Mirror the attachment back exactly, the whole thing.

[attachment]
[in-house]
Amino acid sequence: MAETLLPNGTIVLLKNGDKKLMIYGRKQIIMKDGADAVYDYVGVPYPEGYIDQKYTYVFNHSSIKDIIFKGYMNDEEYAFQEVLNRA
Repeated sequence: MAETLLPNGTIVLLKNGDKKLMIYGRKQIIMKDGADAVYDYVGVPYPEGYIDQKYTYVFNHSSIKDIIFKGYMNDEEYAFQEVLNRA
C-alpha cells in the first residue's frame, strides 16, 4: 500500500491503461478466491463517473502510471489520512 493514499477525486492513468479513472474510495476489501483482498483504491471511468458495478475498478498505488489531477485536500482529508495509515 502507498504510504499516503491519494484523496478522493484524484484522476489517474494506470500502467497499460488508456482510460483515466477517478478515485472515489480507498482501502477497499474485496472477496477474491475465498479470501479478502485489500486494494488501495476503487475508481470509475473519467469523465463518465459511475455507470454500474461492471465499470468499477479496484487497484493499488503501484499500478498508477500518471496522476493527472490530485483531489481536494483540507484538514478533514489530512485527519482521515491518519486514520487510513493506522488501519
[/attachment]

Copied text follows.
[in-house]
Amino acid sequence: MAETLLPNGTIVLLKNGDKKLMIYGRKQIIMKDGADAVYDYVGVPYPEGYIDQKYTYVFNHSSIKDIIFKGYMNDEEYAFQEVLNRA
Repeated sequence: MAETLLPNGTIVLLKNGDKKLMIYGRKQIIMKDGADAVYDYVGVPYPEGYIDQKYTYVFNHSSIKDIIFKGYMNDEEYAFQEVLNRA
C-alpha cells in the first residue's frame, strides 16, 4: 500500500491503461478466491463517473502510471489520512 493514499477525486492513468479513472474510495476489501483482498483504491471511468458495478475498478498505488489531477485536500482529508495509515 502507498504510504499516503491519494484523496478522493484524484484522476489517474494506470500502467497499460488508456482510460483515466477517478478515485472515489480507498482501502477497499474485496472477496477474491475465498479470501479478502485489500486494494488501495476503487475508481470509475473519467469523465463518465459511475455507470454500474461492471465499470468499477479496484487497484493499488503501484499500478498508477500518471496522476493527472490530485483531489481536494483540507484538514478533514489530512485527519482521515491518519486514520487510513493506522488501519